All these permissions are going to allow you to create or update a resource where you can define a pod. Defining a pod you can specify the SA that is going to be attached and the image that is going to be run, therefore you can run an image that is going to exfiltrate the token of the SA to your server allowing you to escalate to any service account. For more information check:
As we are in a GCP environment, you will also be able to get the nodepool GCP SA from the metadata service and escalate privileges in GCP (by default the compute SA is used).

container.secrets.get | container.secrets.list

As explained in this page, with these permissions you can read the tokens of all the SAs of kubernetes, so you can escalate to them.

container.pods.exec

With this permission you will be able to exec into pods, which gives you access to all the Kubernetes SAs running in pods to escalate privileges within K8s, but also you will be able to steal the GCP Service Account of the NodePool, escalating privileges in GCP.

container.pods.portForward

As explained in this page, with these permissions you can access local services running in pods that might allow you to escalate privileges in Kubernetes (and in GCP if somehow you manage to talk to the metadata service).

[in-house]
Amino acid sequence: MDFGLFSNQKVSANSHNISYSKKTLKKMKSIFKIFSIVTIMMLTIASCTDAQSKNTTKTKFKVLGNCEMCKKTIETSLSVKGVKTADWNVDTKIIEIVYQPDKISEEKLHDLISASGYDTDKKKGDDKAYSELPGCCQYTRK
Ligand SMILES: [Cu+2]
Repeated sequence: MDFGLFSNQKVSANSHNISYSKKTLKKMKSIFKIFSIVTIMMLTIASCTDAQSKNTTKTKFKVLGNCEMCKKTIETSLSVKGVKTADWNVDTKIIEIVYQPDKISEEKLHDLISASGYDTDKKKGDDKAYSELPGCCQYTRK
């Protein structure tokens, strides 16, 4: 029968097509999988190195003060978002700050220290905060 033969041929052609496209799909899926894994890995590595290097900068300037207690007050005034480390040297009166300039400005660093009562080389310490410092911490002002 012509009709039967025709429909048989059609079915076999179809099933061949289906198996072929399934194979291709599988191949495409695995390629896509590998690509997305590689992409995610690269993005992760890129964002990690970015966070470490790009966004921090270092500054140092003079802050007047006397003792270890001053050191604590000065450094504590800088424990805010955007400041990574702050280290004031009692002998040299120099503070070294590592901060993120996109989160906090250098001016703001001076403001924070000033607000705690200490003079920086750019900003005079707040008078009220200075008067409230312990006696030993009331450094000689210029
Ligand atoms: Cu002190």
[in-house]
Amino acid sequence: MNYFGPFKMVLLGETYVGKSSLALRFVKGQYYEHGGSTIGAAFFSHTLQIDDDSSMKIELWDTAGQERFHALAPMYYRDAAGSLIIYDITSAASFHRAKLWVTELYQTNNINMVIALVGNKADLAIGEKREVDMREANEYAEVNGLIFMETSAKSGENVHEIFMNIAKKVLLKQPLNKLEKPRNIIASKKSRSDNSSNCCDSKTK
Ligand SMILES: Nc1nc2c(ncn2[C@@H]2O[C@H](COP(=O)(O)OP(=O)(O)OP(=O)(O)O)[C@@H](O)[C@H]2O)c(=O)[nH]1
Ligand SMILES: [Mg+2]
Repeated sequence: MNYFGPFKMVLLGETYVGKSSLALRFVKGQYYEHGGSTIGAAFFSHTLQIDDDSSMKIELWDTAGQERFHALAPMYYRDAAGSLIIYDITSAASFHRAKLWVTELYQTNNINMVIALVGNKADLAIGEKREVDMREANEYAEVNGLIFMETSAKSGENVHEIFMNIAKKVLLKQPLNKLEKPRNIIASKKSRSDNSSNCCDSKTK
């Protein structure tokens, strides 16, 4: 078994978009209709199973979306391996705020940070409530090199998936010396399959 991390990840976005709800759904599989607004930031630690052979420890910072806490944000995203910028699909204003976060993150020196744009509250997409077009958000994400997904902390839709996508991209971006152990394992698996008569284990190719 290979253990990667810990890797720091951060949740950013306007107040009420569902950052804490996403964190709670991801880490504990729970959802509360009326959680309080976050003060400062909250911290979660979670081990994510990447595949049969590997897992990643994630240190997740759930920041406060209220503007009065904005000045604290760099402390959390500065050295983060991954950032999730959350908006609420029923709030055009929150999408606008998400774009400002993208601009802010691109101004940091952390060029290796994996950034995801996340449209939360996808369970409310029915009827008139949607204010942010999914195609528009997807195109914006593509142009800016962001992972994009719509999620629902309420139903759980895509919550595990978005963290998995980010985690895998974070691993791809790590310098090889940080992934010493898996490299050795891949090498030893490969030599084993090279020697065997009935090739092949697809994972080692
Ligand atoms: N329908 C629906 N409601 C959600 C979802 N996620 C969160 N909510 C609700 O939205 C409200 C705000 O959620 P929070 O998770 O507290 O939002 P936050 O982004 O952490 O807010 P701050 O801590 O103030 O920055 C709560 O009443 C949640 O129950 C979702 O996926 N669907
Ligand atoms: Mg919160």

container.serviceAccounts.createToken

Because of the name of the permission, it looks like that it will allow you to generate tokens of the K8s Service Accounts, so you will be able to privesc to any SA inside Kubernetes. However, I couldn't find any API endpoint to use it, so let me know if you find it.

container.mutatingWebhookConfigurations.create | container.mutatingWebhookConfigurations.update

These permissions might allow you to escalate privileges in Kubernetes, but more probably, you could abuse them to persist in the cluster. For more information follow this link.
Learn AWS hacking from zero to hero with htARTE (HackTricks AWS Red Team Expert)!
Other ways to support HackTricks: